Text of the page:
Defendants' remaining assignments of error pertain to findings of fact 10 (that the argument which resulted in decedent's death was motivated in part by work-related issues and decedent's death was causally related to his employment), 11 (that decedent sustained an injury by accident arising out of and in the course of his employment), and 13 (that during the time decedent and his widow lived separately and apart he delivered his paycheck to her for her support and that the couple had no plans to become legally separated or to terminate their marriage at the time of decedent's death).
    We turn to defendants' challenge regarding finding of fact 10, that decedent's death was motivated in part by work-related issues and causally related to his employment. In cases involving workplace assaults by one co-worker against another our Supreme Court and this Court have held the resulting injuries arose from the employment when the assault is “directly connected with” or “rooted in” the employment. Hegler v. Mills Co., 224 N.C. 669, 670-71, 31 S.E.2d 918, 919 (1944). See also Pittman v. Twin City Laundry, 61 N.C. App. 468, 300 S.E.2d 899 (1983). Conversely, an employee's injuries do not arise from the employment and are not compensable where the assault was not related to the plaintiff's employment, regardless of whether the assault was committed by a co-worker or a third party. Gallimore v. Marilyn's Shoes, 292 N.C.399, 233 S.E.2d 529 (1977); Ashley v. Chevrolet Co., 222 N.C. 25, 21 S.E.2d 834 (1942).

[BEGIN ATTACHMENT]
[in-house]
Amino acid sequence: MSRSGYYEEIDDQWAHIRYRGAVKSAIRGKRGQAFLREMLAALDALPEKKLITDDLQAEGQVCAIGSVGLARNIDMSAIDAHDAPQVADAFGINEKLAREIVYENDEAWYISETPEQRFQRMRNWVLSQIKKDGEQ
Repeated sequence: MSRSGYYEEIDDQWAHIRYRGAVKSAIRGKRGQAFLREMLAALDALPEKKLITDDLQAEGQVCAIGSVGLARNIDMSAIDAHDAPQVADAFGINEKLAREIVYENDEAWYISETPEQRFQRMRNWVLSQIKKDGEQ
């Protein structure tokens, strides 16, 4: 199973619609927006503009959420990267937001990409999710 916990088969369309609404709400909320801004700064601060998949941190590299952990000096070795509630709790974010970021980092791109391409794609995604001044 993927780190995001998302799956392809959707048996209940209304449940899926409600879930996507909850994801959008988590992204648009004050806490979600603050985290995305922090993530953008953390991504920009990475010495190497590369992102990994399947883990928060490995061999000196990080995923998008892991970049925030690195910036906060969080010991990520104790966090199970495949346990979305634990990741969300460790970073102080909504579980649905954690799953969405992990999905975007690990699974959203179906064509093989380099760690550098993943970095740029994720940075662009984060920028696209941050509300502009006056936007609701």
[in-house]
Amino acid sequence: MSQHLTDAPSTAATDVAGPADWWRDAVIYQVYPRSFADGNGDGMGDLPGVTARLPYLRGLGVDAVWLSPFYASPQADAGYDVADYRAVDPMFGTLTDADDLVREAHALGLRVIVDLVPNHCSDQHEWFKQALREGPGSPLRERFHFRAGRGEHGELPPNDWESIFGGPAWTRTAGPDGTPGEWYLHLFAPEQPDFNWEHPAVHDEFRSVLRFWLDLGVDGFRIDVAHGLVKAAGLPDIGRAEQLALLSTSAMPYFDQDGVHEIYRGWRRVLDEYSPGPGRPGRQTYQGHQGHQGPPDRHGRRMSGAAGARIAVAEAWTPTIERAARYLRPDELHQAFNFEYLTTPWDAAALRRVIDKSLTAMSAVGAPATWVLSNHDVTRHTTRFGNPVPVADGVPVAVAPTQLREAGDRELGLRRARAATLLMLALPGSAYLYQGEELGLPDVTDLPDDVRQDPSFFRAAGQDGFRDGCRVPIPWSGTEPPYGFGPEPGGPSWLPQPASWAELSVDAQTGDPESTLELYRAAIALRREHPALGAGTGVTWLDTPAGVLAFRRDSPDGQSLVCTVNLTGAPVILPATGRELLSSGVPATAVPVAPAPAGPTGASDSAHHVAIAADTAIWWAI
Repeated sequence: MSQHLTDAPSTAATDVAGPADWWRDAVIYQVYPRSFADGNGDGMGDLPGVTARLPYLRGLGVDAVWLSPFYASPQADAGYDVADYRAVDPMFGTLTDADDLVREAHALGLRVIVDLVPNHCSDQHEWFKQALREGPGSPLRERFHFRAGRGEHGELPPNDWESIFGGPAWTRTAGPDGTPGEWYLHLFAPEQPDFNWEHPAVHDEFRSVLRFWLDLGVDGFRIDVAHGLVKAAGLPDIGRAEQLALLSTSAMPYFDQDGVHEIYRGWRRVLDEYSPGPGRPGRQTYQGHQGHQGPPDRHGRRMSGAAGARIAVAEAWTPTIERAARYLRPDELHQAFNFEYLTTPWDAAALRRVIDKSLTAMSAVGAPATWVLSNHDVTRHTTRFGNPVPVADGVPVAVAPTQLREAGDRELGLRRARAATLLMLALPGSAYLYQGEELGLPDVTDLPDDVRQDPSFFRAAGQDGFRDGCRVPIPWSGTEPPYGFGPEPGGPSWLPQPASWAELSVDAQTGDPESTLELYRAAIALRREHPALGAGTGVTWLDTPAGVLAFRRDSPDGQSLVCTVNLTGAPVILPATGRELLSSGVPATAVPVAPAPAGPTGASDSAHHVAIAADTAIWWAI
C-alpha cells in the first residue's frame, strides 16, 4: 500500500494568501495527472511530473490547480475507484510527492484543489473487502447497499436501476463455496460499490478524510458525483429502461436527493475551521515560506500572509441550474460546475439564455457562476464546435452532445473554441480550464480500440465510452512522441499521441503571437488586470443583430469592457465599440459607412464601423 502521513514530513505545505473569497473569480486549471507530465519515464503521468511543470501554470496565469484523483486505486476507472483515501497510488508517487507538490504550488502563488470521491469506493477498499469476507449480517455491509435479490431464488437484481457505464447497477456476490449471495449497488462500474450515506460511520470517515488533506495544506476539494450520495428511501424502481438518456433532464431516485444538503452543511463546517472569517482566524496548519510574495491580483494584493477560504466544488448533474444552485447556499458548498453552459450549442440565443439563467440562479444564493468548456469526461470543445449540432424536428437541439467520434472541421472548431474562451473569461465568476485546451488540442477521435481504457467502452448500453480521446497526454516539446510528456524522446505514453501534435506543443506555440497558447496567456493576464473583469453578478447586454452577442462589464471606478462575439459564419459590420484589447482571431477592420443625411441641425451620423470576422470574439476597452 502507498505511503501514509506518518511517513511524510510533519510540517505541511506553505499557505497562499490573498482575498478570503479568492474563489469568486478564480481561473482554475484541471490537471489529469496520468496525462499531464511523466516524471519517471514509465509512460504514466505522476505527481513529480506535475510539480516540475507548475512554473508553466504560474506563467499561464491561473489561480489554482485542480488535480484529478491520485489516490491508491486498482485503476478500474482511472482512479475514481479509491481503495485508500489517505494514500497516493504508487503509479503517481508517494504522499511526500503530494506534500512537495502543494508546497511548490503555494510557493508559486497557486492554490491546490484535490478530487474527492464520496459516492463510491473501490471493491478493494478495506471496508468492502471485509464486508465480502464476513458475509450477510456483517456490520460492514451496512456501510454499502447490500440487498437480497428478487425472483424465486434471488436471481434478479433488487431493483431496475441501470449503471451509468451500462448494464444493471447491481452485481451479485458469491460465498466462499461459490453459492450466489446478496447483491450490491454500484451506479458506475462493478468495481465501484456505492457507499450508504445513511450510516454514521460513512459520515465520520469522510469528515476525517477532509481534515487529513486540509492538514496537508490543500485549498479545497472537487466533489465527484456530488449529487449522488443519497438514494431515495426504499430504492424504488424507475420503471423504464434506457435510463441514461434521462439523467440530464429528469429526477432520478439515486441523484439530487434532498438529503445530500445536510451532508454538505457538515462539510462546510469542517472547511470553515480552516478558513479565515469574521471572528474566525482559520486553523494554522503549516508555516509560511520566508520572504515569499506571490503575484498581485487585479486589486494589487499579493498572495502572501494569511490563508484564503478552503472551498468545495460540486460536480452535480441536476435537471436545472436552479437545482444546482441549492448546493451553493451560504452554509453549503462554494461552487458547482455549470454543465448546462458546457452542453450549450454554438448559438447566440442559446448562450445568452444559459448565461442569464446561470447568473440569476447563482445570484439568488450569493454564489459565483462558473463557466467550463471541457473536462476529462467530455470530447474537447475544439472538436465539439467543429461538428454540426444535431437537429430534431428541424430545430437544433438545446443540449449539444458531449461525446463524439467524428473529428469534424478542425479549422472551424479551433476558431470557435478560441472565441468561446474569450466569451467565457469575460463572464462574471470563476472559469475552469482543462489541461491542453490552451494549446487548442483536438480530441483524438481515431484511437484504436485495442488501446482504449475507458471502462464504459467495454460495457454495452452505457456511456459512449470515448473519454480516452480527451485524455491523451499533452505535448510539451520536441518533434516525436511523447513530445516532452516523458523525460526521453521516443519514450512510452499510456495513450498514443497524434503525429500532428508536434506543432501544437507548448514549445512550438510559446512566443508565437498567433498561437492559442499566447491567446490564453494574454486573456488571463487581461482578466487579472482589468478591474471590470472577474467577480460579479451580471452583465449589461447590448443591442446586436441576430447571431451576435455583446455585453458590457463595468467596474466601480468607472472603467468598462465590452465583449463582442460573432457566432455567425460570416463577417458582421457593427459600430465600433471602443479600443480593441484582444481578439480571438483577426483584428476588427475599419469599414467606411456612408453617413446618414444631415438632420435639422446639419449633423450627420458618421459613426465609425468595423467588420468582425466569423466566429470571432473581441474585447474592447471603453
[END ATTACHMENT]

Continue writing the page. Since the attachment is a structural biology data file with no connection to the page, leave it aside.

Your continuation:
In the instant case, the Commission made an uncontested finding of fact that “Forbes indicated that the argument on the morning of 26 September 2000 was related to their work for defendant-employer.” This finding is conclusively established on appeal and constitutes at least some evidence that the altercation was related to decedent's employment and, therefore, is compensable. Defendants' challenge to finding of fact 10 is overruled.